Claire – a chiropractor, fitness freak and good all-rounder, played with lively purpose by Eleanor Wootton – thrusts us into Act Three: ‘Long Range Happiness’. She is the flipside of Mark Plaster when it comes to coaching losers and misfits, and is deeply implicated in the plaster mark that is freaking out Emma. That’s as much as I’ll say on that.

Let’s just say the plot thickens into the shock-horror realm ubiquitous on primetime television, without star-cast crime-fighters hogging the limelight. Instead we are simply confronted with this desolate picture of 21st century life, devoid of purpose, prospects or love and left – under the Epilogue title: ‘Insistence on Sameness’ – with a small image of human compassion, and Sean’s escape.

What I take DOORS. WALLS. AND ALSO SILENCE. to be, then, is a heartfelt cry from a generation still trying to make sense of a world that alienates them. It is a state of being that has been explored in theatre for 50-plus years, at least, with each generation finding a new way of expressing it.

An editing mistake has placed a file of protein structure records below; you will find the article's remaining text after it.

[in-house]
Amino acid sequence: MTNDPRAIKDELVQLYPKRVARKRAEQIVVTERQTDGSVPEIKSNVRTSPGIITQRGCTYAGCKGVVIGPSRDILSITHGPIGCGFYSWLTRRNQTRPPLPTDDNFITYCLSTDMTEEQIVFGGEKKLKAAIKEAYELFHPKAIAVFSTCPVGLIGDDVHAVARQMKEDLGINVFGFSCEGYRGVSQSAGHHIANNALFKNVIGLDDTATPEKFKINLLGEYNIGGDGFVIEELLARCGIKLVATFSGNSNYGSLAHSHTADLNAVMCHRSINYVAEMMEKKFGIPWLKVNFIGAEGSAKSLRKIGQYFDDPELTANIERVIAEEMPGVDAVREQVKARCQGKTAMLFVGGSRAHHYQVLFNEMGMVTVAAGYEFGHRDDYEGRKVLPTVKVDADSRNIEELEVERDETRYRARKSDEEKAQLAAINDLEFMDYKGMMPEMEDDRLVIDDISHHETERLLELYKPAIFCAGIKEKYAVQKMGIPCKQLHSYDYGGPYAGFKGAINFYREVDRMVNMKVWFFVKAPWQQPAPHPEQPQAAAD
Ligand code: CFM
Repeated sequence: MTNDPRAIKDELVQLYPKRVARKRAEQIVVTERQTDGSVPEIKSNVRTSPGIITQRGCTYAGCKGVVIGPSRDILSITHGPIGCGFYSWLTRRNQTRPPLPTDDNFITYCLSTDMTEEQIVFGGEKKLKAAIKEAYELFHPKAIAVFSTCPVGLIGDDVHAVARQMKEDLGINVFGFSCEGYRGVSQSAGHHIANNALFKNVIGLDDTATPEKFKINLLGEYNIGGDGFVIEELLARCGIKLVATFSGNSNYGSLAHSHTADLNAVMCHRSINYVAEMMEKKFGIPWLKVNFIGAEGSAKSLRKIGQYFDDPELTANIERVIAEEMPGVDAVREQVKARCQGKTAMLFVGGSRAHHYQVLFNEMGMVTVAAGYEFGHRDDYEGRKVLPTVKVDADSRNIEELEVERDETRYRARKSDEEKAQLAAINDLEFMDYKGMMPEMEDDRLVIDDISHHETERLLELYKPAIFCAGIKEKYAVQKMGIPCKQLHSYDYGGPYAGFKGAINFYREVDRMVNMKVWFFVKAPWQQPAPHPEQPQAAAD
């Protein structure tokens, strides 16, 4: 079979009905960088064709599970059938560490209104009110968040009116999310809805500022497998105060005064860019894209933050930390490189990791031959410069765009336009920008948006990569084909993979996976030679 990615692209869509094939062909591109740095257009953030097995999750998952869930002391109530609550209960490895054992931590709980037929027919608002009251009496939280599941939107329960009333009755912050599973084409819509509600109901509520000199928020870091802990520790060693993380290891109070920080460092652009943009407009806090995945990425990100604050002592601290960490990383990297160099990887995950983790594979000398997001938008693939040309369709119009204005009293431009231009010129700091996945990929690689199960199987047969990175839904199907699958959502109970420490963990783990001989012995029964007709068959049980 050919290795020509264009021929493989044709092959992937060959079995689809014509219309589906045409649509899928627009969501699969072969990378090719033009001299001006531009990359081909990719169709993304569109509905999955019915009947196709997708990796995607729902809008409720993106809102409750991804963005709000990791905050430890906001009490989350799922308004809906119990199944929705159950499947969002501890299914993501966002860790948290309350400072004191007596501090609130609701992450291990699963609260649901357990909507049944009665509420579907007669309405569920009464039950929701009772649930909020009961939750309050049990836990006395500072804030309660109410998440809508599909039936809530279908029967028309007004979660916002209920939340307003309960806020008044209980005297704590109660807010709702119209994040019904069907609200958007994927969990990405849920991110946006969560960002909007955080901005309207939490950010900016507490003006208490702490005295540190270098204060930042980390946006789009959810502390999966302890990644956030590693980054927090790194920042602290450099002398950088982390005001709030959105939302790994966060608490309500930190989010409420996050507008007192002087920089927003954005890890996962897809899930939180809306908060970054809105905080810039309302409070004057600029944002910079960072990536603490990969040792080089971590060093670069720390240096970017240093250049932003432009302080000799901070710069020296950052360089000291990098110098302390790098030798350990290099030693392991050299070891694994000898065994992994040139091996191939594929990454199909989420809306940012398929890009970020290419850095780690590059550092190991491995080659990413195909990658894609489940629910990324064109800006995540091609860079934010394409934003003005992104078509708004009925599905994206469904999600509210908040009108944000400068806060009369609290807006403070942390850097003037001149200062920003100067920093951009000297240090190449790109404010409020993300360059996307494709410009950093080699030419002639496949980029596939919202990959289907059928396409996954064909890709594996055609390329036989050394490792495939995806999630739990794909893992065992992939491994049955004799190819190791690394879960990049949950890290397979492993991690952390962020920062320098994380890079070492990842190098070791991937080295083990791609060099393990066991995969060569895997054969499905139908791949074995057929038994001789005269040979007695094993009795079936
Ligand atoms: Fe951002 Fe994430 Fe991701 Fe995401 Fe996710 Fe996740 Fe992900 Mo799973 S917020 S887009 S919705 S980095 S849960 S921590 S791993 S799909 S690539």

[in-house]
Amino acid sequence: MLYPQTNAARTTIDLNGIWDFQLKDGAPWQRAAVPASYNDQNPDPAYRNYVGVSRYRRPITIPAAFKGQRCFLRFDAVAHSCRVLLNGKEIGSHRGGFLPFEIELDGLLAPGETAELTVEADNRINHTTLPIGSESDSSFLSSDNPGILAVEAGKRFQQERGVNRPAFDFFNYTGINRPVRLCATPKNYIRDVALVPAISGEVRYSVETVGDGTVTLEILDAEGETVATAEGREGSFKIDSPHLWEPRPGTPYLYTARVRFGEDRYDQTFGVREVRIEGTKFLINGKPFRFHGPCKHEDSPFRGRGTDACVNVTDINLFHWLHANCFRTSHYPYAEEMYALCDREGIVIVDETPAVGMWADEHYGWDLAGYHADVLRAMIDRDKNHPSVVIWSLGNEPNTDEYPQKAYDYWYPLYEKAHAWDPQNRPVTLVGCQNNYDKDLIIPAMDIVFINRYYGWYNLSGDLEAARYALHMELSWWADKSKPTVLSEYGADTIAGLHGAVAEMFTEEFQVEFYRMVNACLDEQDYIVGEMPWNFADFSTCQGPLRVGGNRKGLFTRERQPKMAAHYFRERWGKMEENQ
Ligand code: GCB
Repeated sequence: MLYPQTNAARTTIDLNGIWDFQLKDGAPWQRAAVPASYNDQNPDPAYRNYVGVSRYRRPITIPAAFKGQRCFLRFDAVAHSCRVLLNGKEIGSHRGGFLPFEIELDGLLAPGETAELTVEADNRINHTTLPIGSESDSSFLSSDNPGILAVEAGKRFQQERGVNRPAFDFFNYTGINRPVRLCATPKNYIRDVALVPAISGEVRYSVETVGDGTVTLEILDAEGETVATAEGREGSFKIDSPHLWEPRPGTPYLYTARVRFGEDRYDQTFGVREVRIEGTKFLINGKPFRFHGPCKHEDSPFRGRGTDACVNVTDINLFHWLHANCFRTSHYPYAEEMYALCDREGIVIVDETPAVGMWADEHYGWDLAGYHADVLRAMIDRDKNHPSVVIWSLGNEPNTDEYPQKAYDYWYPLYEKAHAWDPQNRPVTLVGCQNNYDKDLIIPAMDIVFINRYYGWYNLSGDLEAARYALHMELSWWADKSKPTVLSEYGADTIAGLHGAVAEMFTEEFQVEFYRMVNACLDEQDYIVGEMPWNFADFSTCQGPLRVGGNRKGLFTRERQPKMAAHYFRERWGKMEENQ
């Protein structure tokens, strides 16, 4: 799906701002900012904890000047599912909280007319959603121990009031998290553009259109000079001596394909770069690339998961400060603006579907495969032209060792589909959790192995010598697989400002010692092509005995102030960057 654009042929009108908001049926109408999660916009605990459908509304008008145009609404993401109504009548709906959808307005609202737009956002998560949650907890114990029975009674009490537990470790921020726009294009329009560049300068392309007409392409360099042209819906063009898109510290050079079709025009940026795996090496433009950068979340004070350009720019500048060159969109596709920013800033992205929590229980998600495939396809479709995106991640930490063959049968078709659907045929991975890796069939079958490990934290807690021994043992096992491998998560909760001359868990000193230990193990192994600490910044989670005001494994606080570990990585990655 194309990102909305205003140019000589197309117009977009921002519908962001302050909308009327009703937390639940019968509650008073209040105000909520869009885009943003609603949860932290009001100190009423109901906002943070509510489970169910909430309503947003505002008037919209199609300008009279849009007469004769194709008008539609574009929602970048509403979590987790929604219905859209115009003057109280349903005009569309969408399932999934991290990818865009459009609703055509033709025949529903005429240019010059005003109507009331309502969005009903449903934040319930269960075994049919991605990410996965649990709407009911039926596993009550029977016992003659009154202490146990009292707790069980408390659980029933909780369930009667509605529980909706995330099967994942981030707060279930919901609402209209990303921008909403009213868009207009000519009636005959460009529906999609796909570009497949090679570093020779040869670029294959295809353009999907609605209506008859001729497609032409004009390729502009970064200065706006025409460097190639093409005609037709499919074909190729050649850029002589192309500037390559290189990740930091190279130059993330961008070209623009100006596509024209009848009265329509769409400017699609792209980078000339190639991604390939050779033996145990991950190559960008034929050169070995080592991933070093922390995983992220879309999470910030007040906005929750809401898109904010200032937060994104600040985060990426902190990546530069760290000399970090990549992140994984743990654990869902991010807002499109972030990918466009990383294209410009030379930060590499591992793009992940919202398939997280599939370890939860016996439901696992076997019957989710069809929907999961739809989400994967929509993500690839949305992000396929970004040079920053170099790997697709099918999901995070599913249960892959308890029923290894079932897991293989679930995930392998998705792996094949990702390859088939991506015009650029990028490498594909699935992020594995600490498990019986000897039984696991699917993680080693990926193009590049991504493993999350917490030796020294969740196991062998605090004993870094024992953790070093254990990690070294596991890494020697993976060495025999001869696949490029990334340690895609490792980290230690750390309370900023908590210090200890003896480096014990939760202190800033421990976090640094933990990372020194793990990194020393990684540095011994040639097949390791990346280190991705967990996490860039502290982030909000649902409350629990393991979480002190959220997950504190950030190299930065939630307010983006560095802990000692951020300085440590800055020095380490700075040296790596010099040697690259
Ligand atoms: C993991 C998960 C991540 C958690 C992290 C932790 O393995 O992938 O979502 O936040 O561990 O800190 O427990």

Here theatrical creativity, blending physical theatre performance elements, quirky visuals – e.g. office workers sit in chairs laid on their sides – and ingenious uses of design elements (set, Rebecca Wilson; sound, Thomas Press; costumes, Patrick Keenan), assures us all is not lost for this generation.

Although – like so many devised works – it is unlikely to survive beyond this production (which could well tour to fringe festivals), director Uther Dean and his team have peopled their stage with sociopaths both passive and active, as a provocation to consider what our world has become. Does it sound perverse, then, to say I enjoyed it?
For more production details, click on the title above. Go to Home page to see other Reviews, recent Comments and Forum postings (under Chat Back), and News.